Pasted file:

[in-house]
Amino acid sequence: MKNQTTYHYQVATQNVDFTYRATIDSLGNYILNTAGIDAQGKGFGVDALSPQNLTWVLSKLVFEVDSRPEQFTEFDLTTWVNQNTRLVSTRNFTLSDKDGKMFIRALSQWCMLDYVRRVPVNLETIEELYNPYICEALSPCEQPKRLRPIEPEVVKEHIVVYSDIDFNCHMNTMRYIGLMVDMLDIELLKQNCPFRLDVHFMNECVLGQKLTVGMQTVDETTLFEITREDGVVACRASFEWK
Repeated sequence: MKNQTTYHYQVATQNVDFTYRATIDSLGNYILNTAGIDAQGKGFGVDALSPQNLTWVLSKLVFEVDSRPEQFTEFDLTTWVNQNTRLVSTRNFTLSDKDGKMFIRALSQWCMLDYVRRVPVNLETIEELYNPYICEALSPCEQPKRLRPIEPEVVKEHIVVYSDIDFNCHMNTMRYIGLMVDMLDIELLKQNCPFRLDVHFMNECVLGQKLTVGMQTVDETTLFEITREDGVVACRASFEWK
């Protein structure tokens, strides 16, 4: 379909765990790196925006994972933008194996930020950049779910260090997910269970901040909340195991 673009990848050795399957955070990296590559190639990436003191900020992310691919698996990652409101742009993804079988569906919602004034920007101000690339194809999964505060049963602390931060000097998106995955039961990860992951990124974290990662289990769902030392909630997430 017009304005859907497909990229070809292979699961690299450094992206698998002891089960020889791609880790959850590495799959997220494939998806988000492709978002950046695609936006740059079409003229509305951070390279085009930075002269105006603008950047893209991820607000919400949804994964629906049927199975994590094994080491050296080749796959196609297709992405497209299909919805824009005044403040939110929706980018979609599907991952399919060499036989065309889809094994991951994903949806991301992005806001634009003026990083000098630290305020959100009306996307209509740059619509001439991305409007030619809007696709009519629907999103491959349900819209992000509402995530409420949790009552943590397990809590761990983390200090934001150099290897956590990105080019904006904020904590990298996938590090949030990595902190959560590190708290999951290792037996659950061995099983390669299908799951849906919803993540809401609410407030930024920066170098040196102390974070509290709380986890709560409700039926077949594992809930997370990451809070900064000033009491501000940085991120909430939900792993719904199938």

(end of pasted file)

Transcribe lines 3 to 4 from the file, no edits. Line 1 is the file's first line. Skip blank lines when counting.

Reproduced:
Repeated sequence: MKNQTTYHYQVATQNVDFTYRATIDSLGNYILNTAGIDAQGKGFGVDALSPQNLTWVLSKLVFEVDSRPEQFTEFDLTTWVNQNTRLVSTRNFTLSDKDGKMFIRALSQWCMLDYVRRVPVNLETIEELYNPYICEALSPCEQPKRLRPIEPEVVKEHIVVYSDIDFNCHMNTMRYIGLMVDMLDIELLKQNCPFRLDVHFMNECVLGQKLTVGMQTVDETTLFEITREDGVVACRASFEWK
């Protein structure tokens, strides 16, 4: 379909765990790196925006994972933008194996930020950049779910260090997910269970901040909340195991 673009990848050795399957955070990296590559190639990436003191900020992310691919698996990652409101742009993804079988569906919602004034920007101000690339194809999964505060049963602390931060000097998106995955039961990860992951990124974290990662289990769902030392909630997430 017009304005859907497909990229070809292979699961690299450094992206698998002891089960020889791609880790959850590495799959997220494939998806988000492709978002950046695609936006740059079409003229509305951070390279085009930075002269105006603008950047893209991820607000919400949804994964629906049927199975994590094994080491050296080749796959196609297709992405497209299909919805824009005044403040939110929706980018979609599907991952399919060499036989065309889809094994991951994903949806991301992005806001634009003026990083000098630290305020959100009306996307209509740059619509001439991305409007030619809007696709009519629907999103491959349900819209992000509402995530409420949790009552943590397990809590761990983390200090934001150099290897956590990105080019904006904020904590990298996938590090949030990595902190959560590190708290999951290792037996659950061995099983390669299908799951849906919803993540809401609410407030930024920066170098040196102390974070509290709380986890709560409700039926077949594992809930997370990451809070900064000033009491501000940085991120909430939900792993719904199938």